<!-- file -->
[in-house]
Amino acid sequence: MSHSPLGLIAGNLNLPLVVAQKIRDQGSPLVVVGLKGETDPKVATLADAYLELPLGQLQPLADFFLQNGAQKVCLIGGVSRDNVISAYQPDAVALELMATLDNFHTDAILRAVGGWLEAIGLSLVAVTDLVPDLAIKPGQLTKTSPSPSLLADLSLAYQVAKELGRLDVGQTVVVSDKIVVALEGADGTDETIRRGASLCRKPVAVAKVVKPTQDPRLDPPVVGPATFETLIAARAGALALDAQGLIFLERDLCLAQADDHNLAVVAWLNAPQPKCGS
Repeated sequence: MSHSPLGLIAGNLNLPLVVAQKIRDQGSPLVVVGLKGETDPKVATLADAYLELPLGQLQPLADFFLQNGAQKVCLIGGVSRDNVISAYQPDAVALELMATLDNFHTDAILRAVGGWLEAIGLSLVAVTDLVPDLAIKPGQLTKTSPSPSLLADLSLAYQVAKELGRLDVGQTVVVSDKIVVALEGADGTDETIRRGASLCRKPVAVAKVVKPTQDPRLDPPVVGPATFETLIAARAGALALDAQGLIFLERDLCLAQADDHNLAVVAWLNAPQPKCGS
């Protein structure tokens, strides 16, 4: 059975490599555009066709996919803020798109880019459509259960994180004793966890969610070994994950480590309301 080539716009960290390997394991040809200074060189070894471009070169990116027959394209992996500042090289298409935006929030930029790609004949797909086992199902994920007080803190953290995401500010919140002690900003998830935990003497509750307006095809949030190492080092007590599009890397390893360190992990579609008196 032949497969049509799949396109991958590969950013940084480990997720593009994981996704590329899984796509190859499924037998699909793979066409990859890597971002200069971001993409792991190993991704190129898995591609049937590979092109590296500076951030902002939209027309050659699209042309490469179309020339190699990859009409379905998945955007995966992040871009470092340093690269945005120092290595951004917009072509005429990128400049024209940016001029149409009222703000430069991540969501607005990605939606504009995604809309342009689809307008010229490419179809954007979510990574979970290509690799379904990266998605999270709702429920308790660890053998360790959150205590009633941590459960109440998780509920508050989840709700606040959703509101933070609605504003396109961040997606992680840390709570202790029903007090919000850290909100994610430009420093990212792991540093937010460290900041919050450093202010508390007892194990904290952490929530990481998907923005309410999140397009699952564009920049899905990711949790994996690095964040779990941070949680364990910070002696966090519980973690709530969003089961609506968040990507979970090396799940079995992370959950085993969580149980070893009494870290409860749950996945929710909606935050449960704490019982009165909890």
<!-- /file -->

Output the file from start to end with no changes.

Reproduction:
[in-house]
Amino acid sequence: MSHSPLGLIAGNLNLPLVVAQKIRDQGSPLVVVGLKGETDPKVATLADAYLELPLGQLQPLADFFLQNGAQKVCLIGGVSRDNVISAYQPDAVALELMATLDNFHTDAILRAVGGWLEAIGLSLVAVTDLVPDLAIKPGQLTKTSPSPSLLADLSLAYQVAKELGRLDVGQTVVVSDKIVVALEGADGTDETIRRGASLCRKPVAVAKVVKPTQDPRLDPPVVGPATFETLIAARAGALALDAQGLIFLERDLCLAQADDHNLAVVAWLNAPQPKCGS
Repeated sequence: MSHSPLGLIAGNLNLPLVVAQKIRDQGSPLVVVGLKGETDPKVATLADAYLELPLGQLQPLADFFLQNGAQKVCLIGGVSRDNVISAYQPDAVALELMATLDNFHTDAILRAVGGWLEAIGLSLVAVTDLVPDLAIKPGQLTKTSPSPSLLADLSLAYQVAKELGRLDVGQTVVVSDKIVVALEGADGTDETIRRGASLCRKPVAVAKVVKPTQDPRLDPPVVGPATFETLIAARAGALALDAQGLIFLERDLCLAQADDHNLAVVAWLNAPQPKCGS
């Protein structure tokens, strides 16, 4: 059975490599555009066709996919803020798109880019459509259960994180004793966890969610070994994950480590309301 080539716009960290390997394991040809200074060189070894471009070169990116027959394209992996500042090289298409935006929030930029790609004949797909086992199902994920007080803190953290995401500010919140002690900003998830935990003497509750307006095809949030190492080092007590599009890397390893360190992990579609008196 032949497969049509799949396109991958590969950013940084480990997720593009994981996704590329899984796509190859499924037998699909793979066409990859890597971002200069971001993409792991190993991704190129898995591609049937590979092109590296500076951030902002939209027309050659699209042309490469179309020339190699990859009409379905998945955007995966992040871009470092340093690269945005120092290595951004917009072509005429990128400049024209940016001029149409009222703000430069991540969501607005990605939606504009995604809309342009689809307008010229490419179809954007979510990574979970290509690799379904990266998605999270709702429920308790660890053998360790959150205590009633941590459960109440998780509920508050989840709700606040959703509101933070609605504003396109961040997606992680840390709570202790029903007090919000850290909100994610430009420093990212792991540093937010460290900041919050450093202010508390007892194990904290952490929530990481998907923005309410999140397009699952564009920049899905990711949790994996690095964040779990941070949680364990910070002696966090519980973690709530969003089961609506968040990507979970090396799940079995992370959950085993969580149980070893009494870290409860749950996945929710909606935050449960704490019982009165909890």